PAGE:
Two years ago, I expressed my doubts about the existence of a multiverse (or at least it's portrayal by some cosmologists) in a blog post in this forum. In the meantime, last March, the announcement about the discovery of gravitational waves got us perhaps closer to a multiverse--at least to one form of it, based on inflation. And then some problems with the Bicep data were discovered.
But the idea of a multiverse, once only a fantastic dream, has now still found its way into everyday conversation. Part of the reason is that cosmic inflation seems to imply the possibility of other universes, string theory's "extra dimensions" are another gateway to a multiplicity of worlds, and the very nature of quantum mechanics--at least in one of its interpretations--favors the possibility that our cosmos is not the only one around.

As physicists have come to accept the scenario of a multiverse, despite the lack of any convincing evidence for its existence both from a verifiable theoretical framework and from any kind of confirmed experimental or observational results, this concept has already been taken to its limit: infinity. But infinity has always been the scourge of physics: Any kind of "infinite" answer to a calculation has always been taken as a sure sign that a theory had something very wrong with it. Lifetimes have been spent by theoretical physicists to correct such problems, that is, to "renormalize" theories so that the nonsensical infinite answers would disappear: QED and QCD being the most well known renormalizable theories. And while many kinds of physics calculations often make use of "potential infinity" through the infinitesimals of the calculus, no actual infinity has played a major role in the field. Not until now.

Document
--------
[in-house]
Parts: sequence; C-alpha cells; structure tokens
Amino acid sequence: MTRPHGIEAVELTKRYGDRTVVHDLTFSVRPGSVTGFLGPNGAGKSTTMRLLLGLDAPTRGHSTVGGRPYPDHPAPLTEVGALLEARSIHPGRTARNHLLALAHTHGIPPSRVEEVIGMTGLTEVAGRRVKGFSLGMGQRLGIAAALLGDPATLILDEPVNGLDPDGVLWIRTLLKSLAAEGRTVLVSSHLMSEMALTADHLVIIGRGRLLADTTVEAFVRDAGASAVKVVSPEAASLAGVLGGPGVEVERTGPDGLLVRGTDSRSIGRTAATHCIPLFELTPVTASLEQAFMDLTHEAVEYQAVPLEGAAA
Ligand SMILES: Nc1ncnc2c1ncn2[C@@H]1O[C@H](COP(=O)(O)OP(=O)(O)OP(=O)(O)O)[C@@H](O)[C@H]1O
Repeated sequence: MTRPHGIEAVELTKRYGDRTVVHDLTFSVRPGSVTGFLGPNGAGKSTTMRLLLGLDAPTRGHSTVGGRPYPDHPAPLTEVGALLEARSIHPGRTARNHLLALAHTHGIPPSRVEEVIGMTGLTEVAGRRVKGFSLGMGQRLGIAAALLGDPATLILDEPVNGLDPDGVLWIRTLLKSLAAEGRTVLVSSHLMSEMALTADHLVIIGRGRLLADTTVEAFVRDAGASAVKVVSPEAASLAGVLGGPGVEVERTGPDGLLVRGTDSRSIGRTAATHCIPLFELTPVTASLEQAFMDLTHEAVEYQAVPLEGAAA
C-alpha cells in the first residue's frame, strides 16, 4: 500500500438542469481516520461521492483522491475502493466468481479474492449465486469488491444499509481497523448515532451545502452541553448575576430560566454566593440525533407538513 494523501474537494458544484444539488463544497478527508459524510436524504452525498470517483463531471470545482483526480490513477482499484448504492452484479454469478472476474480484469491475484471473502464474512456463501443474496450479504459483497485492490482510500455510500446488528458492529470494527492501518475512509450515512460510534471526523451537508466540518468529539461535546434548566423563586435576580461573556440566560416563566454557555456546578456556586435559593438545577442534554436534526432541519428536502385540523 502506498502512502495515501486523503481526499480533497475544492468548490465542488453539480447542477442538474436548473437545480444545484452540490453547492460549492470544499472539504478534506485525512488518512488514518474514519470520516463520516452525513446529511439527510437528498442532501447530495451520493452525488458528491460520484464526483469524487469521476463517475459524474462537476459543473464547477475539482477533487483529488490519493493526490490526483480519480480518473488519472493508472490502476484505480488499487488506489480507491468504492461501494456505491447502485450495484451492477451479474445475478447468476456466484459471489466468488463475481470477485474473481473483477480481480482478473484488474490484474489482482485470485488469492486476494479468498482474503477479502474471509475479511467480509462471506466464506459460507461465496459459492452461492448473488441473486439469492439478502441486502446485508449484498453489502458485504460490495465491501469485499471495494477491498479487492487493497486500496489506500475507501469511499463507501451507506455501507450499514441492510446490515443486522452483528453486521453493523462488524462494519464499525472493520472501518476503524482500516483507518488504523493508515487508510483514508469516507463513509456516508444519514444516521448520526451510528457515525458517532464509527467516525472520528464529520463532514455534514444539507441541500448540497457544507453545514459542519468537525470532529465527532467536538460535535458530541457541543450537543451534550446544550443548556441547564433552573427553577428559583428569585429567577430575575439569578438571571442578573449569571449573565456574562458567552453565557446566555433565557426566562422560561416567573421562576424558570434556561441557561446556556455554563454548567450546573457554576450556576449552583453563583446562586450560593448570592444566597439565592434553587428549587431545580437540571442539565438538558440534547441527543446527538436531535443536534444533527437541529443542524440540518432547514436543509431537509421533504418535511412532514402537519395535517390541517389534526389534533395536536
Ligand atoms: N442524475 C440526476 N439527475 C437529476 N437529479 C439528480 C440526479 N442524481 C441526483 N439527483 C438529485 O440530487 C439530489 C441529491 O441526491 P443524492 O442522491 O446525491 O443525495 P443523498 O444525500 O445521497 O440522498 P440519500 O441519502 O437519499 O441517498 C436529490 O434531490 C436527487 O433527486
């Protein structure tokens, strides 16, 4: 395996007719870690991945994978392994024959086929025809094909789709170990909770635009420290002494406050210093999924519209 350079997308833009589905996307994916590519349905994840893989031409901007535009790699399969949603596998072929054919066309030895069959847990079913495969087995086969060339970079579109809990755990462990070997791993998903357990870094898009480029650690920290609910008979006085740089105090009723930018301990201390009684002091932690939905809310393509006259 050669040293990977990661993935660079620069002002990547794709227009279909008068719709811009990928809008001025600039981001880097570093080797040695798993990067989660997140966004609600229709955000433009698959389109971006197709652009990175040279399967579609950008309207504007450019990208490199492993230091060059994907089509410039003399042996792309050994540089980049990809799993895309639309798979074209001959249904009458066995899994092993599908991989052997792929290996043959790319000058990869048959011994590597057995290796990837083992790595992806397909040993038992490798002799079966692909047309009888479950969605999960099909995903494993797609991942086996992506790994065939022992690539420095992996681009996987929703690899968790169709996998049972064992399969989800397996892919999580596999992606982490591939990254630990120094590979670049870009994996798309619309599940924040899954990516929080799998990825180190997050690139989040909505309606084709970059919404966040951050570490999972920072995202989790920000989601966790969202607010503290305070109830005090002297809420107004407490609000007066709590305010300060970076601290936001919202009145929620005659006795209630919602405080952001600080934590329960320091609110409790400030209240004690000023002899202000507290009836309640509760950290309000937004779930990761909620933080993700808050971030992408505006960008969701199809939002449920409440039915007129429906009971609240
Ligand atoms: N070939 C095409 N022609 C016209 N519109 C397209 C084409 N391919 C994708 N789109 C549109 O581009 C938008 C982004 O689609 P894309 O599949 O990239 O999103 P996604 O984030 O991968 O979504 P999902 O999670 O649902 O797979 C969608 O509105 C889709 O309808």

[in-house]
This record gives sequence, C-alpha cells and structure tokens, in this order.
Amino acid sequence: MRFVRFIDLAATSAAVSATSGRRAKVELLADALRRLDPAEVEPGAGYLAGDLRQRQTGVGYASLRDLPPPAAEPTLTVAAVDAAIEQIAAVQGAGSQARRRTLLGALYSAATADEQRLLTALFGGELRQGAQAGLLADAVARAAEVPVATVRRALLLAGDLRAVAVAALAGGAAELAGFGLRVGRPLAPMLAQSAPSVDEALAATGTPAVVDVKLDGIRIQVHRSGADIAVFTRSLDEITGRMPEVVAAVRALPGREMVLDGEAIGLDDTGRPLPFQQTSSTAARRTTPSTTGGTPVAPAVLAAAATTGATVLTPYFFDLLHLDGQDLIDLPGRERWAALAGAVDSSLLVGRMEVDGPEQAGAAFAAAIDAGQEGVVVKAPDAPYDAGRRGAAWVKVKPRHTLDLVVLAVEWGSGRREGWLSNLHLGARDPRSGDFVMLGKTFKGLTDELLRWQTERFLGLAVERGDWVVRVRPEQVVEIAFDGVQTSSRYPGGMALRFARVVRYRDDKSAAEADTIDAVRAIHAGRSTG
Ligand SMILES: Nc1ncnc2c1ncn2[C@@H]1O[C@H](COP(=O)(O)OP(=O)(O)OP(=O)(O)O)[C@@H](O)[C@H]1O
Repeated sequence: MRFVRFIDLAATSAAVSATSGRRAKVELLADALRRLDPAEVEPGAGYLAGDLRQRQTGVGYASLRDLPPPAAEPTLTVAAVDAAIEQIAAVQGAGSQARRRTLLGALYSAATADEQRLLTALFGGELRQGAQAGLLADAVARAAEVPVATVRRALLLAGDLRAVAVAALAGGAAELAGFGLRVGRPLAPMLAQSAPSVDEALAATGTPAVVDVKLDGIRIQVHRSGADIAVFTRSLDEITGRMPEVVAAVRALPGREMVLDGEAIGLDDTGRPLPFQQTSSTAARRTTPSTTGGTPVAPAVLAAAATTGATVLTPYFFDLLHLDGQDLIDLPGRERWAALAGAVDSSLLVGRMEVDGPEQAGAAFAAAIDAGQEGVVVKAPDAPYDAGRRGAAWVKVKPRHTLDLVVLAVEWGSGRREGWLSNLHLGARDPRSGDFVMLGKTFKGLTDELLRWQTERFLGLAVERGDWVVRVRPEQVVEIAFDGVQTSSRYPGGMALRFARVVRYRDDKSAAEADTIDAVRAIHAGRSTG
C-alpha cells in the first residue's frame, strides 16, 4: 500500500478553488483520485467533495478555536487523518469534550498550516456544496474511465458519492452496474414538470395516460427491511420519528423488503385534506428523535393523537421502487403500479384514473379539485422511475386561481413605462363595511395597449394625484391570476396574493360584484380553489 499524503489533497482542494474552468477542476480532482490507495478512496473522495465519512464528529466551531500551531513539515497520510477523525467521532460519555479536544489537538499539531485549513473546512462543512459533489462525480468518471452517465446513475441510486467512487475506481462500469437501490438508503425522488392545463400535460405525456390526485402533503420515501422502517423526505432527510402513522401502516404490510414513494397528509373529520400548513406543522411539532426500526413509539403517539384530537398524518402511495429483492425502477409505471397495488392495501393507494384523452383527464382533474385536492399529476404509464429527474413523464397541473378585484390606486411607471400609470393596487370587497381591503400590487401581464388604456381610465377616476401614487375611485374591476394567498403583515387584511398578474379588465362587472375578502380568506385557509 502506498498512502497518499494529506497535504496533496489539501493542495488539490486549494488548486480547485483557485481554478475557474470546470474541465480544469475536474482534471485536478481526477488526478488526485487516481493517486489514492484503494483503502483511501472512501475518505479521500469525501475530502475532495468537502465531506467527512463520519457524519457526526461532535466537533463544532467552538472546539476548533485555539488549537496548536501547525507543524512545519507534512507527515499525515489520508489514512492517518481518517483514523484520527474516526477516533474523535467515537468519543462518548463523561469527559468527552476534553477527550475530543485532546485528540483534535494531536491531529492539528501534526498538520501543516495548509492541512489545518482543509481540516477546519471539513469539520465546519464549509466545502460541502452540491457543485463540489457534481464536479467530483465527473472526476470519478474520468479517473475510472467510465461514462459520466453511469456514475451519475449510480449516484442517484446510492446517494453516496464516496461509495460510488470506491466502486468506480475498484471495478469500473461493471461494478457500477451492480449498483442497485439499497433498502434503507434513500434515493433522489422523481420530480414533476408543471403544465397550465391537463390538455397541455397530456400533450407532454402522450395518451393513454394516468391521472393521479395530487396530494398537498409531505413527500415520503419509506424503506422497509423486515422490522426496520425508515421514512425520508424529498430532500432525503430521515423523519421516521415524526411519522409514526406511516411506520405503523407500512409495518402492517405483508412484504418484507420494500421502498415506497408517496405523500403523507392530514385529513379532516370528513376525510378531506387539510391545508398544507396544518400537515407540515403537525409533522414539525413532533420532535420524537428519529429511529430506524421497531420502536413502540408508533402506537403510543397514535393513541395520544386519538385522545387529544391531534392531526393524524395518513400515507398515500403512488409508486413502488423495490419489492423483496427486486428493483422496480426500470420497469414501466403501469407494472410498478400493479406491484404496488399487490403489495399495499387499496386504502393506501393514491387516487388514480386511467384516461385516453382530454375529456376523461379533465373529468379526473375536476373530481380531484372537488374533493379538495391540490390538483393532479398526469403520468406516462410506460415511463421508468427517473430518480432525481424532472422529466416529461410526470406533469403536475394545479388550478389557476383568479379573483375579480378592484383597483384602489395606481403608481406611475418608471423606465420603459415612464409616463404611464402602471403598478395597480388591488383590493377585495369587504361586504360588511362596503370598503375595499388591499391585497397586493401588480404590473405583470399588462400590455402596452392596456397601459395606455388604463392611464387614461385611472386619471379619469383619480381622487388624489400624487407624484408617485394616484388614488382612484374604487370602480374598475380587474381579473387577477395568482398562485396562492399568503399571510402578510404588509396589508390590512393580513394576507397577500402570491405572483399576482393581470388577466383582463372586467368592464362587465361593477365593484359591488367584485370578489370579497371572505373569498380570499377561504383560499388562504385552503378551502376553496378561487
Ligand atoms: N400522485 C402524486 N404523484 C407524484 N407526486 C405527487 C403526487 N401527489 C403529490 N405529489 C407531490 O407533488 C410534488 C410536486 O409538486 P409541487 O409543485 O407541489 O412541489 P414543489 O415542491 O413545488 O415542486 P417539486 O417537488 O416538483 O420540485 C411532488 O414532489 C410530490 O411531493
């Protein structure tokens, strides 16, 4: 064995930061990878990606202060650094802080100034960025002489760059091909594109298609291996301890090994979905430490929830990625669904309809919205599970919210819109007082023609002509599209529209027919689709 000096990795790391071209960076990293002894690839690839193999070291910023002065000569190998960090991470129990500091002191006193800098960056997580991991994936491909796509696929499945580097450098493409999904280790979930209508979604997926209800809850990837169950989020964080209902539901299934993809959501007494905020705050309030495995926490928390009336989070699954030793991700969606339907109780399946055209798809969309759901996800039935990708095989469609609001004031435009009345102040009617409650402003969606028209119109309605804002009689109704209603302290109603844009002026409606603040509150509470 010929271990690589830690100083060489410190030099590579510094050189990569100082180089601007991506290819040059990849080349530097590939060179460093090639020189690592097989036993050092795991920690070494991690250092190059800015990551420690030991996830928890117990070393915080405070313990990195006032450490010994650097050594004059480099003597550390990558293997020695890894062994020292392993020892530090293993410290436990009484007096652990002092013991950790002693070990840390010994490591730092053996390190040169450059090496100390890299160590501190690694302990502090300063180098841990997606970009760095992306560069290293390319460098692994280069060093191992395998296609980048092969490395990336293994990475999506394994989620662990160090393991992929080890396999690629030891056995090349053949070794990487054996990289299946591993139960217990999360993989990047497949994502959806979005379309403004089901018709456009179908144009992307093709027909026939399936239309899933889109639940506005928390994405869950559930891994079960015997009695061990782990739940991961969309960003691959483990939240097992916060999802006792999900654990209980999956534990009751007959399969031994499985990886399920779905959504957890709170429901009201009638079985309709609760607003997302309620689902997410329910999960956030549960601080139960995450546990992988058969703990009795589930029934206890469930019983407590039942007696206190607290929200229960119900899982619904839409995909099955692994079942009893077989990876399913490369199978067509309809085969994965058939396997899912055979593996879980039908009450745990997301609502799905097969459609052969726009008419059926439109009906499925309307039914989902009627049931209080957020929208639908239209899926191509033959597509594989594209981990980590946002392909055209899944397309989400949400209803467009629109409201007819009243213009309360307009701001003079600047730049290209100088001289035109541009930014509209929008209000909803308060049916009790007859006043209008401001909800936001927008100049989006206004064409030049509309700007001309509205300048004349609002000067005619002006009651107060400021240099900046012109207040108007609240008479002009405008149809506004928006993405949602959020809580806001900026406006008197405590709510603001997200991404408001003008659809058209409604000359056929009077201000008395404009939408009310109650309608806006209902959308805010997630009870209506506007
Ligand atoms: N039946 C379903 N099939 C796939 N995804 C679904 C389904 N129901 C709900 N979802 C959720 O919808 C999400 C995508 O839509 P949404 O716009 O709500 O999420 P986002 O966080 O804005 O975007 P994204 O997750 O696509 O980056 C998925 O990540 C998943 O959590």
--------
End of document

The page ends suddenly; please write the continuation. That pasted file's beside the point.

The multiverse has almost invariably come to mean an actual infinite set of worlds. But what is its cardinality (or level of infinity)? The multiverse is necessary if one wants to try to explain the fine-tuning of the parameters of our universe using the anthropic principle, rather than resorting to some kind of creationism. The idea is that in a multiverse of the cardinality of the real line, there are member universes that correspond to any precise value for all the parameters (such as the fine structure constant, the strength of the dark energy, the ratio of the masses of the proton to the electron, the ratio of the strength of gravity to electromagnetism, and others) on a continuum of values. Then all you need to do is to invoke the anthropic principle and say that we live in that member of the (uncountably infinite) multiverse in which all the parameters are what they need to be to enable us to exist and observe them as what they are.

But in fact, the continuum is very problematic when used to explain the multiverse. Brian Greene, David Deutsch, Max Tegmark, and other physicists have used the metaphor of the Infinity Hotel, or "Hilbert's Hotel," to argue for other universes and (at least in the case of Greene) the infinitely many copies of you and me running around in them, sometimes doing what we do in this universe and sometimes doing things slightly or completely differently. These arguments are all mathematically dependent on the so-called "Infinite Monkey Theorem." The idea is that a monkey randomly hitting the keys of a typewriter (the example is pre-computers, but a keyboard would do just fine) would type Hamlet, and all of Shakespeare, and all of the world's published works--if only given infinite time. What happens here is that the immense force of infinity dominates and, basically, given infinite time, anything that can happen, eventually will. Thus, the thinking goes, since for God (or any "higher power" or superior being) time is eternal, there must be infinitely many worlds with any kind of possibility happening in them. The problem is that physicists take this idea and run with it without, at times, a deep understanding of mathematical infinity.